In addition, the band also got a boost for the song out of their music video. Tying in some with the medical theme of the In Utero album art, the Anton Corbjin-directed clip utilized Cobain’s video treatment. The video would go on to win the MTV Video Music Awards honor for Best Alternative Video.
Nirvana, “Heart-Shaped Box”
With Nirvana preparing for a European tour, the band’s label issued “Rape Me” and “All Apologies” as a split single in the U.K. in December of 1993. “Rape Me” had already garnered some attention for its controversial title. “’Rape Me’ is an anti-rape song, written from the point of view of the victim,” explained Cobain to Spin. “It’s like she’s saying, ‘Rape Me, go ahead, rape me, beat me. You’ll never kill me. I’ll survive this and I’m gonna fucking rape you one of these days and you won’t even know it.” Cobain found a bit of a double meaning for it as well, likening it to how the media had torn apart his own life with intense scrutiny during the band’s rise to fame.
The band had intended to play “Rape Me” at the 1992 MTV VMAs, but the network insisted on “Smells Like Teen Spirit” instead. At the beginning of their performance, Nirvana played a few seconds of the song, before adhering to MTV’s request. The song eventually did receive network TV play as it was one of two In Utero tracks performed during their 1993 Saturday Night Live appearance.
Nirvana, “Rape Me”
As for “All Apologies,” it gained greater acclaim after its inclusion in the band’s MTV Unplugged in New York performance. This was one of the tracks remixed by Scott Litt, with Cobain revealing he felt the vocals weren’t loud enough. The track’s origins dated back to 1991 when the band first recorded it in a Seattle studio, but it never made it to album until In Utero. The song would eventually climb to No. 1 on the Alternative Airplay chart, while hitting No. 4 at Mainstream Rock radio.
Nirvana, “All Apologies”
Nirvana had intended to go deeper into the record, but when Kurt Cobain died by suicide in April of 1994, the record label decided not to push ahead with “Pennyroyal Tea,” which was meant to be the third single from the album. Cobain had told biographer Michael Azerrad, “The song is about a person who’s beyond depressed; they’re in their death bed, pretty much.” The title "Pennyroyal Tea" comes from the herbal abortive that was supposed to help with digestion. Cobain’s own stomach issues had been well documented over the previous year.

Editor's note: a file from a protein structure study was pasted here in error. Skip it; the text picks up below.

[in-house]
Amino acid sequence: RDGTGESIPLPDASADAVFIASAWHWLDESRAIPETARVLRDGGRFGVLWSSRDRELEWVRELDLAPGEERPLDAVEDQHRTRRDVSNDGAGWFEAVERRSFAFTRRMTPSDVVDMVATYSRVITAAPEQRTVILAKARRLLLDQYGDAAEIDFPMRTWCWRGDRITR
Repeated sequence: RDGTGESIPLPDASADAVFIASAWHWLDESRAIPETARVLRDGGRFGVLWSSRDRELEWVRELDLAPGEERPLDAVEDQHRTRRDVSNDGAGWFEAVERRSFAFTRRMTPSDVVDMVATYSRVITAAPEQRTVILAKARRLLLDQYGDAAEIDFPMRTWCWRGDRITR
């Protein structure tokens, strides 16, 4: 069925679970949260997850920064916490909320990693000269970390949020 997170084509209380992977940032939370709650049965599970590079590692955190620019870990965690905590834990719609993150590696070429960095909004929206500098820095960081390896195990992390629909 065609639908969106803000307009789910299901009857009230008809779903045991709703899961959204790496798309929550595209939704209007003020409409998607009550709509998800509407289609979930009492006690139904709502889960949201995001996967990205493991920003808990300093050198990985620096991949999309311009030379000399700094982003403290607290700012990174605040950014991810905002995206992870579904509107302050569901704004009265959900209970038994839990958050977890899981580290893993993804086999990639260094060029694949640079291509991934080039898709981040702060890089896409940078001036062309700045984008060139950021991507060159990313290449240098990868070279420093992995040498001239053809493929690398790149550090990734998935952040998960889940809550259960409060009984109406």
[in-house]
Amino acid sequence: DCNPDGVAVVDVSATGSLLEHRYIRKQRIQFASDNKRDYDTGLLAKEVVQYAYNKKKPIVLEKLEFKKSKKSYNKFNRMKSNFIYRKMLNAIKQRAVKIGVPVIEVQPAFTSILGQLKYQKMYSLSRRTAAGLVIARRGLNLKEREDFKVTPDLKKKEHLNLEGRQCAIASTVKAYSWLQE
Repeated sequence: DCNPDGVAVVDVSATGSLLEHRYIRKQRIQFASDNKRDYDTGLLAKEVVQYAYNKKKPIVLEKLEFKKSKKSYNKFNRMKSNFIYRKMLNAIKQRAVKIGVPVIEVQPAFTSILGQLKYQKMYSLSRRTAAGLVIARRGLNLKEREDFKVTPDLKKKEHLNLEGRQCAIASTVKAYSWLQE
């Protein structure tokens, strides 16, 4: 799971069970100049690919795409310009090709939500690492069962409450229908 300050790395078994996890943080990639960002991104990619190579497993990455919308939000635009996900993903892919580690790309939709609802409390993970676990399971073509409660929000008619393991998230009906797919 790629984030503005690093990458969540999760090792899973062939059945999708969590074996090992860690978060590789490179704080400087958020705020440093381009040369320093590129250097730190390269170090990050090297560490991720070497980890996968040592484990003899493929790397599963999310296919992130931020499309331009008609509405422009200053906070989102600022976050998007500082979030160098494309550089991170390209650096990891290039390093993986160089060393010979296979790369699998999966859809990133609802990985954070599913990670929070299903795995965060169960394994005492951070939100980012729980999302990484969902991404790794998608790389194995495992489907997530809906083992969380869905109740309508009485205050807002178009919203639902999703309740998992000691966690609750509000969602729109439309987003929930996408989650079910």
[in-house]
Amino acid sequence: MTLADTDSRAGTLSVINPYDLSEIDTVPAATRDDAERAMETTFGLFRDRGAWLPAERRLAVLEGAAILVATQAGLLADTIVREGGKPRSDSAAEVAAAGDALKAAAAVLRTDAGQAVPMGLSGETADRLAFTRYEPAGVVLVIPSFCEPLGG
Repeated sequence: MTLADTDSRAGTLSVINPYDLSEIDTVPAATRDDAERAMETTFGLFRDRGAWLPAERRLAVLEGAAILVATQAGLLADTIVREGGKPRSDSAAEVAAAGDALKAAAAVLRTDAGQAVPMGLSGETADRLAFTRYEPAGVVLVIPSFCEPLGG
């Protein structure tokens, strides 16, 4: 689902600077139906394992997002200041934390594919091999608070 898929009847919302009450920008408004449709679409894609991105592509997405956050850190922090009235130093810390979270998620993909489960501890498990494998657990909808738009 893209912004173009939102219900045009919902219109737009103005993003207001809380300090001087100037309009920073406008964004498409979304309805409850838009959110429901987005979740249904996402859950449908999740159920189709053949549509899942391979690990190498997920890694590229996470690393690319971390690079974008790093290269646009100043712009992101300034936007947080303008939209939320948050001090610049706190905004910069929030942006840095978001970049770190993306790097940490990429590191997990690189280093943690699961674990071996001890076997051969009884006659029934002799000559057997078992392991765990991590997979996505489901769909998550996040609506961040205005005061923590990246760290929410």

The In Utero album was also packed with stellar deeper cuts. The poppier “Dumb” got more attention with Nirvana’s MTV Unplugged in New York, while the album opening “Serve the Servants,” the aggressive “Scentless Apprentice,” the chaotic “Milk It” and “Frances Farmer Will Have Her Revenge on Seattle” also have carved out their place at the table in Nirvana’s history.
The months after the album release were quite trying for the group. Walmart and Kmart initially refused to sell the album fearing backlash over the album artwork and a certain song title, leading the label to rework the packaging. Returning to the road in the fall of 1993, the touring support for the album was curtailed in early 1994 when Cobain had a drug overdose in Rome. He entered rehab, but later went missing and on April 8 was found dead in his Seattle home.
Given Cobain’s death in the midst of the In Utero album cycle, the record may have never fully gotten its due. Speaking with Rolling Stone, Dave Grohl stated, “There are a few ways you can look at it. You can describe it as a remarkable achievement. You can also remember it as a fucked up time.” The drummer added that it’s often difficult to assess the record without attaching Cobain’s death to some of the lyrics, but that it should be viewed minus those associations.
From a statistical standpoint, In Utero arrived at No. 1 on the Billboard 200 album chart, selling 180,000 copies its first week. The album has since gone on to be certified five times platinum by the RIAA. From a historical standpoint, “Heart-Shaped Box” and “All Apologies” remain the biggest hits from the record and the album received a Best Alternative Album Grammy nomination. From a critical standpoint, In Utero remains a highly under-appreciated album, with Nirvana bucking immense pressure to replicate Nevermind’s success and delivering an artistic statement that deserves to stand on its own beyond its predecessor's shadow.